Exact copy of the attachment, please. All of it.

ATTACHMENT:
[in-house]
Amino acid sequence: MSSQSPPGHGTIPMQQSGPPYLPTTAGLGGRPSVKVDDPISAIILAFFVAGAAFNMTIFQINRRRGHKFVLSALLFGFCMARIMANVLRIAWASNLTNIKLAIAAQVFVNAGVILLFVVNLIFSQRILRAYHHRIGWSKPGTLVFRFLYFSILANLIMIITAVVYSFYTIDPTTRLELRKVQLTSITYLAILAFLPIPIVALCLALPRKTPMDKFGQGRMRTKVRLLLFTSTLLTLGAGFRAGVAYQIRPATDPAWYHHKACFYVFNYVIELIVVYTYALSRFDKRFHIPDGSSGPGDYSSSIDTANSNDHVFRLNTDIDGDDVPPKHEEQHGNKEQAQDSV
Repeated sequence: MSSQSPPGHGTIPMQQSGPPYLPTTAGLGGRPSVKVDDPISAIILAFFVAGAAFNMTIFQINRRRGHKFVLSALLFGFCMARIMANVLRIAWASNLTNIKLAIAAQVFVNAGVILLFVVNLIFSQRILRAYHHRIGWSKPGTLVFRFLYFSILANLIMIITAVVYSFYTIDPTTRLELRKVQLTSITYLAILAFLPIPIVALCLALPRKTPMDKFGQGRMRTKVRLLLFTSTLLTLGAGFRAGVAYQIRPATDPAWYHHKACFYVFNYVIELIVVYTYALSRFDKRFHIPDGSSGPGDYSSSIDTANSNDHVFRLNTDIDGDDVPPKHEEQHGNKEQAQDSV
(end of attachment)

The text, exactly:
[in-house]
Amino acid sequence: MSSQSPPGHGTIPMQQSGPPYLPTTAGLGGRPSVKVDDPISAIILAFFVAGAAFNMTIFQINRRRGHKFVLSALLFGFCMARIMANVLRIAWASNLTNIKLAIAAQVFVNAGVILLFVVNLIFSQRILRAYHHRIGWSKPGTLVFRFLYFSILANLIMIITAVVYSFYTIDPTTRLELRKVQLTSITYLAILAFLPIPIVALCLALPRKTPMDKFGQGRMRTKVRLLLFTSTLLTLGAGFRAGVAYQIRPATDPAWYHHKACFYVFNYVIELIVVYTYALSRFDKRFHIPDGSSGPGDYSSSIDTANSNDHVFRLNTDIDGDDVPPKHEEQHGNKEQAQDSV
Repeated sequence: MSSQSPPGHGTIPMQQSGPPYLPTTAGLGGRPSVKVDDPISAIILAFFVAGAAFNMTIFQINRRRGHKFVLSALLFGFCMARIMANVLRIAWASNLTNIKLAIAAQVFVNAGVILLFVVNLIFSQRILRAYHHRIGWSKPGTLVFRFLYFSILANLIMIITAVVYSFYTIDPTTRLELRKVQLTSITYLAILAFLPIPIVALCLALPRKTPMDKFGQGRMRTKVRLLLFTSTLLTLGAGFRAGVAYQIRPATDPAWYHHKACFYVFNYVIELIVVYTYALSRFDKRFHIPDGSSGPGDYSSSIDTANSNDHVFRLNTDIDGDDVPPKHEEQHGNKEQAQDSV